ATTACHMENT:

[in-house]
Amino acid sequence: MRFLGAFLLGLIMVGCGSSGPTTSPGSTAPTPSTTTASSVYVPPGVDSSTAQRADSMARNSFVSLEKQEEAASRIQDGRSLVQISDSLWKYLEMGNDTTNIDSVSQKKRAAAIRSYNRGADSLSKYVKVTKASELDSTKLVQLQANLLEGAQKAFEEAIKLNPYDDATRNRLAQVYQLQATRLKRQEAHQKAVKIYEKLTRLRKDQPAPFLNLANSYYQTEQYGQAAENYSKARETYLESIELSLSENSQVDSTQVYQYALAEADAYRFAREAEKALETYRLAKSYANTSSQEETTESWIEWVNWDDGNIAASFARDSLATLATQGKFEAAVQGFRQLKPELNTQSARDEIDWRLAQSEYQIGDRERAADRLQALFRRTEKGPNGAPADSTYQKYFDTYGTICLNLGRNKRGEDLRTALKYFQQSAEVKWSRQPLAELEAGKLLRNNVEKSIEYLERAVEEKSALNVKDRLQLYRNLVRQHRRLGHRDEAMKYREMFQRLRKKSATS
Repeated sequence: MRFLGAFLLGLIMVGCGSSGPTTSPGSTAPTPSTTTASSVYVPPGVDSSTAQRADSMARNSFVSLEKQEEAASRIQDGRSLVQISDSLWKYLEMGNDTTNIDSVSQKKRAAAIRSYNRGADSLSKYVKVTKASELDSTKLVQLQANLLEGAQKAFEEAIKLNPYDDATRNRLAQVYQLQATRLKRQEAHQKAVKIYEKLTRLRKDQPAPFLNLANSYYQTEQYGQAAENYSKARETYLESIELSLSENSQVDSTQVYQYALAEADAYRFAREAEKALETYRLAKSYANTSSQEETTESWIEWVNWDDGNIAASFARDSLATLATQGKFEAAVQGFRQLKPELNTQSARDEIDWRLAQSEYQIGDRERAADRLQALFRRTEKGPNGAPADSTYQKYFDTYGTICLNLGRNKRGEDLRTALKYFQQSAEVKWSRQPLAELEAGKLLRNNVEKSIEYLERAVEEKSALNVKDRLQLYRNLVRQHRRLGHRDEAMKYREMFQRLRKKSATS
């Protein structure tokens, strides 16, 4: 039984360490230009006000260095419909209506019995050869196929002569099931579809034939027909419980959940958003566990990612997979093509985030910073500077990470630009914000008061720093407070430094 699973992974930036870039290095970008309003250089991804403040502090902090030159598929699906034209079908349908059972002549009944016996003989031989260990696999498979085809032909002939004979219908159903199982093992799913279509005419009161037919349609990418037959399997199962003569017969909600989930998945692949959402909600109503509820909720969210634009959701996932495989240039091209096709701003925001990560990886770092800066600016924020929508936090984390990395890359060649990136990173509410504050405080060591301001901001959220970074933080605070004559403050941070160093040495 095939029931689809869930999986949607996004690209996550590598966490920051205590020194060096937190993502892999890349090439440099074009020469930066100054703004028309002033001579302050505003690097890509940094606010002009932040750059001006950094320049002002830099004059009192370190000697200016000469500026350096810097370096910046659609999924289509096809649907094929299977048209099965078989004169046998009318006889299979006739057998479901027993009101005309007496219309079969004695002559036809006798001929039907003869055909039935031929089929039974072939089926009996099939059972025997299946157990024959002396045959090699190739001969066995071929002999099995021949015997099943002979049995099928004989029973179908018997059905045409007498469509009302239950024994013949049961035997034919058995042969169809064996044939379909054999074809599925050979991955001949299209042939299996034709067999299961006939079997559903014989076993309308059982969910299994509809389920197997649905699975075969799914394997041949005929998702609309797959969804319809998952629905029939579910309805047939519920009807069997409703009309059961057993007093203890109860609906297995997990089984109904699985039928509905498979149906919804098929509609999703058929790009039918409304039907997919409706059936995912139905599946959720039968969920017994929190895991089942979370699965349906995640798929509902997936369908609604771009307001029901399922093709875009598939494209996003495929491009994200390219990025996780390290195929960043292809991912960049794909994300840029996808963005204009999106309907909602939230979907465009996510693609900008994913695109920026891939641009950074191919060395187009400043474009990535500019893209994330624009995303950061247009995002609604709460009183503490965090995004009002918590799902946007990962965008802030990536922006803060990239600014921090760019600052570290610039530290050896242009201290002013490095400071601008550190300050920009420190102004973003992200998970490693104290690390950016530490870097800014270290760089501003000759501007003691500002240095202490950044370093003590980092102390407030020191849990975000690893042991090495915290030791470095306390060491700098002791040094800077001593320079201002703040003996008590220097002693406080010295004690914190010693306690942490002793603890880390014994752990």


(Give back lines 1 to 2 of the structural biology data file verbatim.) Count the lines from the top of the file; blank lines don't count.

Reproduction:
[in-house]
Amino acid sequence: MRFLGAFLLGLIMVGCGSSGPTTSPGSTAPTPSTTTASSVYVPPGVDSSTAQRADSMARNSFVSLEKQEEAASRIQDGRSLVQISDSLWKYLEMGNDTTNIDSVSQKKRAAAIRSYNRGADSLSKYVKVTKASELDSTKLVQLQANLLEGAQKAFEEAIKLNPYDDATRNRLAQVYQLQATRLKRQEAHQKAVKIYEKLTRLRKDQPAPFLNLANSYYQTEQYGQAAENYSKARETYLESIELSLSENSQVDSTQVYQYALAEADAYRFAREAEKALETYRLAKSYANTSSQEETTESWIEWVNWDDGNIAASFARDSLATLATQGKFEAAVQGFRQLKPELNTQSARDEIDWRLAQSEYQIGDRERAADRLQALFRRTEKGPNGAPADSTYQKYFDTYGTICLNLGRNKRGEDLRTALKYFQQSAEVKWSRQPLAELEAGKLLRNNVEKSIEYLERAVEEKSALNVKDRLQLYRNLVRQHRRLGHRDEAMKYREMFQRLRKKSATS